Academics specialising in conservation have been told they must do more to win funding and influence both inside and outside universities, to avoid an emerging crisis in the field.
In a paper issuing a "call to arms", the think-tank Demos says that conservation is at a crossroads that must be turned into a "rallying point for change".
Samuel Jones, one of the authors of the report, pointed to the closure of university courses, or the threat of closure, as a visible symptom of the problem.
With only a handful of UK courses at masters level, he said that even when cancelled courses were re-opened - which is set to happen with Durham University's archaeological conservation course - irreparable damage had often been done.
He said: "An interesting parallel is in Australia, where a course was shut down and then a decision was made two years later to reopen it.
"They found that all the resources, the materials and the lab space, had been sold off, and all the talent, which is often closely associated with individual centres, had disappeared."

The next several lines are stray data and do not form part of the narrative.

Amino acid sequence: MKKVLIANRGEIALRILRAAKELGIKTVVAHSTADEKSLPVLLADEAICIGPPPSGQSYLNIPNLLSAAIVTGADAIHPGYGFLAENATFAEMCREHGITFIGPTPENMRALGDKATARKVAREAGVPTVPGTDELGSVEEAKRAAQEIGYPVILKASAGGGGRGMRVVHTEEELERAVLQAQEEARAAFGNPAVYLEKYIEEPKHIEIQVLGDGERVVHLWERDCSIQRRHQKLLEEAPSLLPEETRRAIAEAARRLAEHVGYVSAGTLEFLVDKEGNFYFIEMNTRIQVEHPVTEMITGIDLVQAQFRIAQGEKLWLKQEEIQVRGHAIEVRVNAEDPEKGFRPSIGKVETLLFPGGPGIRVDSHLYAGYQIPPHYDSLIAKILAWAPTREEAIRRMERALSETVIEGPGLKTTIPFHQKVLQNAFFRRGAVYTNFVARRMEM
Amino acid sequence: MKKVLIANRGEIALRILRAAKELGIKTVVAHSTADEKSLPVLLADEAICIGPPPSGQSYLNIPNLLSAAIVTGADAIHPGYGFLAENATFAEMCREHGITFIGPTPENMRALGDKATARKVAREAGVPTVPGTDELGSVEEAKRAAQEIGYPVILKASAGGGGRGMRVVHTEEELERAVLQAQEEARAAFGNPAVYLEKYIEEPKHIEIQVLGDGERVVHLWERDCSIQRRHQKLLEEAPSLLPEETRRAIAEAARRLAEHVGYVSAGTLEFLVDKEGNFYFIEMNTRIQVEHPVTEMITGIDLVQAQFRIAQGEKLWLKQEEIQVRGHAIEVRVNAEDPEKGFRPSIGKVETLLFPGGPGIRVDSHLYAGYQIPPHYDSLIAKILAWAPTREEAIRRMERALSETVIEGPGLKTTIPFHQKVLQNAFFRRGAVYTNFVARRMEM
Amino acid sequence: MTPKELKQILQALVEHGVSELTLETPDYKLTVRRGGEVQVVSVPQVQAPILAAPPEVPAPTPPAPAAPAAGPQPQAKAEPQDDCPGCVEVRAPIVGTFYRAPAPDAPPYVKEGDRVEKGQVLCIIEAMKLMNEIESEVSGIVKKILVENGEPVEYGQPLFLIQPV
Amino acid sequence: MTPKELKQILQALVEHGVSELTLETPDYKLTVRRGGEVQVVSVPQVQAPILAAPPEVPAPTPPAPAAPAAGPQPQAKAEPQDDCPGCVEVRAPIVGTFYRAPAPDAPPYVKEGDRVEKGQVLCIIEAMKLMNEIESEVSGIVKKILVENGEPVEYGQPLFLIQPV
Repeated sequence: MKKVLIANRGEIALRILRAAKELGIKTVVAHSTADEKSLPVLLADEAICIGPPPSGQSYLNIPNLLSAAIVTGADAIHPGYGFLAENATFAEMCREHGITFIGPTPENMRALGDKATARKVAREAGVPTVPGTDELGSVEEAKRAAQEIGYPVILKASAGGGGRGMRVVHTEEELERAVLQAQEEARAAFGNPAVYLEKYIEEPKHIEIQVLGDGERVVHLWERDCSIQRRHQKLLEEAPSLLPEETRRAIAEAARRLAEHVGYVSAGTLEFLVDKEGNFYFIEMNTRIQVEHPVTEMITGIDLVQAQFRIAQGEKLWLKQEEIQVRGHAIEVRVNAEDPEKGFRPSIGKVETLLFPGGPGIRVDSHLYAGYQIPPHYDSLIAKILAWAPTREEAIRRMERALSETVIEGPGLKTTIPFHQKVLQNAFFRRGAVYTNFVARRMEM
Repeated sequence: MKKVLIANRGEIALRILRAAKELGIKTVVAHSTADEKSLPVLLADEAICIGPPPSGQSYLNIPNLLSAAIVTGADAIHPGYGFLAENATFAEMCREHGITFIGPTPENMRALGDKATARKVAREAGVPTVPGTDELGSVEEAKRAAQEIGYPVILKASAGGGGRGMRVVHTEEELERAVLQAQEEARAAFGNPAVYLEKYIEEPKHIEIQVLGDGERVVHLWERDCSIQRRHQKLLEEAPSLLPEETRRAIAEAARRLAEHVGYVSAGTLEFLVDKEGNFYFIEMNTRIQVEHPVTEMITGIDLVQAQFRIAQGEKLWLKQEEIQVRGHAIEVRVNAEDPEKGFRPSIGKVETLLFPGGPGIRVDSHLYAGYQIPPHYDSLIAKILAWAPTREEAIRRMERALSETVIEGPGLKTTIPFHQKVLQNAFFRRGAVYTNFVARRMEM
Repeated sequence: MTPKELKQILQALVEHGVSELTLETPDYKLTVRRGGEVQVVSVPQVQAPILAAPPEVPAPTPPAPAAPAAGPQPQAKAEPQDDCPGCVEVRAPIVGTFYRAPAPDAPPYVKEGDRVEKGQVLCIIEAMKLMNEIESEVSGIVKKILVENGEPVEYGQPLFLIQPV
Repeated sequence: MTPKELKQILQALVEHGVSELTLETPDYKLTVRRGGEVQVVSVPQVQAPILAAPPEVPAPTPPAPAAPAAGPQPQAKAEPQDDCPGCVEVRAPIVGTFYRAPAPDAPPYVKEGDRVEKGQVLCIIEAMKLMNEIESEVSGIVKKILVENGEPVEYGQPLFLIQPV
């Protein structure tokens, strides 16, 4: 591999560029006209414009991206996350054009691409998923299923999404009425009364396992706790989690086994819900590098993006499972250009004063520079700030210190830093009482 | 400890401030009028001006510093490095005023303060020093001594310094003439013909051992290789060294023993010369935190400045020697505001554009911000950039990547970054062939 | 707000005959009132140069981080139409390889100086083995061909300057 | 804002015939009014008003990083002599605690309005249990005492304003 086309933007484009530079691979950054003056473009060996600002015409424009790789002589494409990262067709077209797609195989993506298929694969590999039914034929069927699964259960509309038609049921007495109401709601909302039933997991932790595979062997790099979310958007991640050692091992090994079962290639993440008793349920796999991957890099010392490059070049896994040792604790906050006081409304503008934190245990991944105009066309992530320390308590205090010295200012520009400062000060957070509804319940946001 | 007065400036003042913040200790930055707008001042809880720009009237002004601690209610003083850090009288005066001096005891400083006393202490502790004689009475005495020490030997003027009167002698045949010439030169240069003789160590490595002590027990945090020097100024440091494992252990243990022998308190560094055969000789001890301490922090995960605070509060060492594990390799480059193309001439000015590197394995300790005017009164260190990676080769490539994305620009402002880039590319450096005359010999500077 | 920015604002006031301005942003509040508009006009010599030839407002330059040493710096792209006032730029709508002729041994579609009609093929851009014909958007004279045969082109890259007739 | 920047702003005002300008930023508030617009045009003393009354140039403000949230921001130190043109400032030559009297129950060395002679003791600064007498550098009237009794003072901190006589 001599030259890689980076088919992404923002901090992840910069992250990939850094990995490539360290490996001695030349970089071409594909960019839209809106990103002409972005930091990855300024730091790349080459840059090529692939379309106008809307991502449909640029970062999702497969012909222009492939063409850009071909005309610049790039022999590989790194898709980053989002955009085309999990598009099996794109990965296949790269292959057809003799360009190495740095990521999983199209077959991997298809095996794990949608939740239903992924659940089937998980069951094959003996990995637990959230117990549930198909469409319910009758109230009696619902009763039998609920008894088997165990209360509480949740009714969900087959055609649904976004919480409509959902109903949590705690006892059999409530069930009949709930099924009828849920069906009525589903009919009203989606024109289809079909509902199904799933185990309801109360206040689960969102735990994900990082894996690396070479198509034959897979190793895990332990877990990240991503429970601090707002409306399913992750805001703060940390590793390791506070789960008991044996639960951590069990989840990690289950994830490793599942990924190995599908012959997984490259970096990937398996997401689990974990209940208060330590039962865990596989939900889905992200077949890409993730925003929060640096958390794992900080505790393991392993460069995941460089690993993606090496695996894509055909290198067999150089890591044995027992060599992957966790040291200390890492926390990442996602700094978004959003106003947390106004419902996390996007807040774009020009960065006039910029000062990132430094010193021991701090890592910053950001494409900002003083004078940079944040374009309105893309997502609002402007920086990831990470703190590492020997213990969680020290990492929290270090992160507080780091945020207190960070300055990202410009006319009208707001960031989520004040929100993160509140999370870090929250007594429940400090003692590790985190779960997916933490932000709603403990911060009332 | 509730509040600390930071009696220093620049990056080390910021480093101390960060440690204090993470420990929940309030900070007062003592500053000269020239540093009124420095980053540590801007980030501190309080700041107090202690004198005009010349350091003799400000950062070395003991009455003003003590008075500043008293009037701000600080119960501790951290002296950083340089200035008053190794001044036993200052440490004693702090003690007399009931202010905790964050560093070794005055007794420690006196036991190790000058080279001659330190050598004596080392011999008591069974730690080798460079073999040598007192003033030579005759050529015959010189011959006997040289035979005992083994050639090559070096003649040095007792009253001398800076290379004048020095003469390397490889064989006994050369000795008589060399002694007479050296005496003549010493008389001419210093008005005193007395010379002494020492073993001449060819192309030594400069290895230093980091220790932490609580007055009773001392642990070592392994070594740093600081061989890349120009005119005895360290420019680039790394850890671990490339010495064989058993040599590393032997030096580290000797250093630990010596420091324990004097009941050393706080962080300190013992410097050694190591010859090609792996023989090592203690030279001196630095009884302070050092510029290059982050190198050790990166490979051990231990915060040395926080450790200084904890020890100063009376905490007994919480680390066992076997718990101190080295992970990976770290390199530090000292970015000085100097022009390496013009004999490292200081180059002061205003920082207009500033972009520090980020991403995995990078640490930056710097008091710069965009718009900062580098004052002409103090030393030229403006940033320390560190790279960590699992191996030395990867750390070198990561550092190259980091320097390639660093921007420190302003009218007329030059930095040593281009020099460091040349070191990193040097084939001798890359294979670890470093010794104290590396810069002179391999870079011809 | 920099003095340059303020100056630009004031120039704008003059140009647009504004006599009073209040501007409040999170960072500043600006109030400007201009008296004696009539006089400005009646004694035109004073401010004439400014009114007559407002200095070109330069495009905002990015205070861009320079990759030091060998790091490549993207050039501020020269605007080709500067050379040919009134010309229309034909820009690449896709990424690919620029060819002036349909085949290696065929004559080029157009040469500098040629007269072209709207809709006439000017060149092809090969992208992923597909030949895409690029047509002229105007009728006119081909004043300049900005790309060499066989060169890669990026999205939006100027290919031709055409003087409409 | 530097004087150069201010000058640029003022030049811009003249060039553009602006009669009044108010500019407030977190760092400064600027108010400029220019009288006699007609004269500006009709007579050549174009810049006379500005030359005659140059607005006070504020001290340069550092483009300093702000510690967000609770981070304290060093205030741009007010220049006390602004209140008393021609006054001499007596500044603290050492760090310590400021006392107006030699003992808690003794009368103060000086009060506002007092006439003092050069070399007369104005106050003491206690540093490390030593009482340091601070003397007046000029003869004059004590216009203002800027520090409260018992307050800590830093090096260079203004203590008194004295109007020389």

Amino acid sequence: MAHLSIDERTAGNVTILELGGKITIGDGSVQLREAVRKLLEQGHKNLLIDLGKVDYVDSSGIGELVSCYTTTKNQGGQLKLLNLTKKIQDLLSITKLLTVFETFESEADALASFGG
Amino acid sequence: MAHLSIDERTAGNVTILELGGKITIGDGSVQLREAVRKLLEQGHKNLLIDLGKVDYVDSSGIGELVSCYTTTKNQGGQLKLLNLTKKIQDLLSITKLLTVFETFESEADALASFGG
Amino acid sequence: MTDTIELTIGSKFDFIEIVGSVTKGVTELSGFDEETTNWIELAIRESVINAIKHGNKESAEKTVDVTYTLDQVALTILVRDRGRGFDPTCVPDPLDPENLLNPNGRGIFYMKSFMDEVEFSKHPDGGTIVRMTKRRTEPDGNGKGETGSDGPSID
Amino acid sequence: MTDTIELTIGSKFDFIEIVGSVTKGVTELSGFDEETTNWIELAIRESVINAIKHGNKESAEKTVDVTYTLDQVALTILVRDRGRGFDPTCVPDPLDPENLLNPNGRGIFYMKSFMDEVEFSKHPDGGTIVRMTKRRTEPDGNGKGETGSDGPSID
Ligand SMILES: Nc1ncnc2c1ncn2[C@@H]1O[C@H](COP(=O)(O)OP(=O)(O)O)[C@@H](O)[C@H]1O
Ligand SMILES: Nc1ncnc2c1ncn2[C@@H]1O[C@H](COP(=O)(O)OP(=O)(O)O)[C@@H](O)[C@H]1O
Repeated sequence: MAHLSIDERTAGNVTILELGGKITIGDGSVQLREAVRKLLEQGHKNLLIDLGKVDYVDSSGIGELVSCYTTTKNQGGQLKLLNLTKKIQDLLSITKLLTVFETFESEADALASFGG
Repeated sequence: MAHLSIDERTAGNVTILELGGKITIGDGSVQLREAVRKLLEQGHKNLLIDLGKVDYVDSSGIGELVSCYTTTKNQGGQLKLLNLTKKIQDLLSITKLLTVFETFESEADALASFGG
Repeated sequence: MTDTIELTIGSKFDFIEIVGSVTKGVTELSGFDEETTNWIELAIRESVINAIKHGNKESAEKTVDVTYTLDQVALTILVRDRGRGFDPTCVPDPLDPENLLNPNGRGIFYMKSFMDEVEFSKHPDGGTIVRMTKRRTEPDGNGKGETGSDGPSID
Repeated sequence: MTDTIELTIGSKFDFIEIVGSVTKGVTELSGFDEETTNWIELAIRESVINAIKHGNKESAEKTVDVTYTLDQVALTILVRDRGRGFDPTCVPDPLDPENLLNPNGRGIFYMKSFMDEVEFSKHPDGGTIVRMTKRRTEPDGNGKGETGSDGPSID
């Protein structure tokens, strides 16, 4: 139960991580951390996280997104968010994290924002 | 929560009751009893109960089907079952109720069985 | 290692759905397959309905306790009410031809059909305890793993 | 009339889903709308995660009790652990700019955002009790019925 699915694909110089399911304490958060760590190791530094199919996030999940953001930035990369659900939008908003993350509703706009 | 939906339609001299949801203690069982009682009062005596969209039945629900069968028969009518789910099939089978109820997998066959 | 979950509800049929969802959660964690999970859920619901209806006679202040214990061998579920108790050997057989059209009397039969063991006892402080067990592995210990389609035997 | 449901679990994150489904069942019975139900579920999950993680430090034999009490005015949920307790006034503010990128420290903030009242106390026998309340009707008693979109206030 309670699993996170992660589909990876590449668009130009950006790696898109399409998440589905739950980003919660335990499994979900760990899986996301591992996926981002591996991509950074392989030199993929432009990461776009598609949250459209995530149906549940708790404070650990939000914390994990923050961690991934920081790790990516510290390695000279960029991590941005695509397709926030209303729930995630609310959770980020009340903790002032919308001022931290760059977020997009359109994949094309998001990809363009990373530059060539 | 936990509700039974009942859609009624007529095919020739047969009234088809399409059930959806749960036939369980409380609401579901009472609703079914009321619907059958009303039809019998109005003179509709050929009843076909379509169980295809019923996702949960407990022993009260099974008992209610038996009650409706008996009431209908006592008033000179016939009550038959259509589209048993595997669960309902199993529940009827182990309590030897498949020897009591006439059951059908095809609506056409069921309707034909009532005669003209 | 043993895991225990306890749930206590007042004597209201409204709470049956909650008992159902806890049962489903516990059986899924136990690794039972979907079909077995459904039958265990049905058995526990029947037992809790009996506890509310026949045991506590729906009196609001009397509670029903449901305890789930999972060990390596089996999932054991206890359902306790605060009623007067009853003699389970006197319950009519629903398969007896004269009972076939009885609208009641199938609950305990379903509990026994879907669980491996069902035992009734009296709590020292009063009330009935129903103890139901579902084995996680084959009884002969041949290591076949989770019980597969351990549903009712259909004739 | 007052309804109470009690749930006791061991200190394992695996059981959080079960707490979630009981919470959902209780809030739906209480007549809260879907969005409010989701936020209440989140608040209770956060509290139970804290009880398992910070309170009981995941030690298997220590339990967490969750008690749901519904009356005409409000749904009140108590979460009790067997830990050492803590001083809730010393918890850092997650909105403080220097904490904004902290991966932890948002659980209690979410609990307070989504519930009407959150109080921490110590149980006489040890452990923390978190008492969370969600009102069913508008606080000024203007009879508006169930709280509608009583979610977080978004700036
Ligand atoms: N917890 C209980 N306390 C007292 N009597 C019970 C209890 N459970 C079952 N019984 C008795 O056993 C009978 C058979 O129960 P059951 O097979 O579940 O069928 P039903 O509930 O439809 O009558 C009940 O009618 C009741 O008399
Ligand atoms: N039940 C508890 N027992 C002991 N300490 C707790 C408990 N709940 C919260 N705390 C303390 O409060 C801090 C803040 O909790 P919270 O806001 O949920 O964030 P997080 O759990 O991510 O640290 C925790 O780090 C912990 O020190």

The report says that the UK is a world leader in the field, with more than half of Europe's conservation professionals educated and trained here.
But it warns that two of the UK's leading courses are threatened with closure, and a third looks set to lose significant funding in 2011, adding that "as budgets in higher education and the cultural sector are tightened, more closures could follow".
One of those facing an uncertain future is the conservation course at the Royal College of Art (RCA), which is run in conjunction with the Victoria and Albert Museum.
William Lindsay, head of conservation at the RCA, said the course was an example of "valued and relevant" work-based learning, adding: "Without a long-term strategy there will be no conservation and no need for conservation courses. That would be the crisis, but not just for conservation in higher education."
One of the problems identified by Demos is that the discipline's ability to attract income is affected by its relatively low profile. Far from conforming to the stereotype of a profession of "brown-coated serfdom for the aristocracy of curators", it says that it has amply demonstrated its "intellectual merit".
Nevertheless, it has remained underrepresented in policymaking.
"Leaders at the top of the cultural and heritage sector will need to make their case even more strongly than before, especially in a time of economic downturn," the report says.
"The same applies within higher education institutions, where budgets have to be balanced between different needs and departments."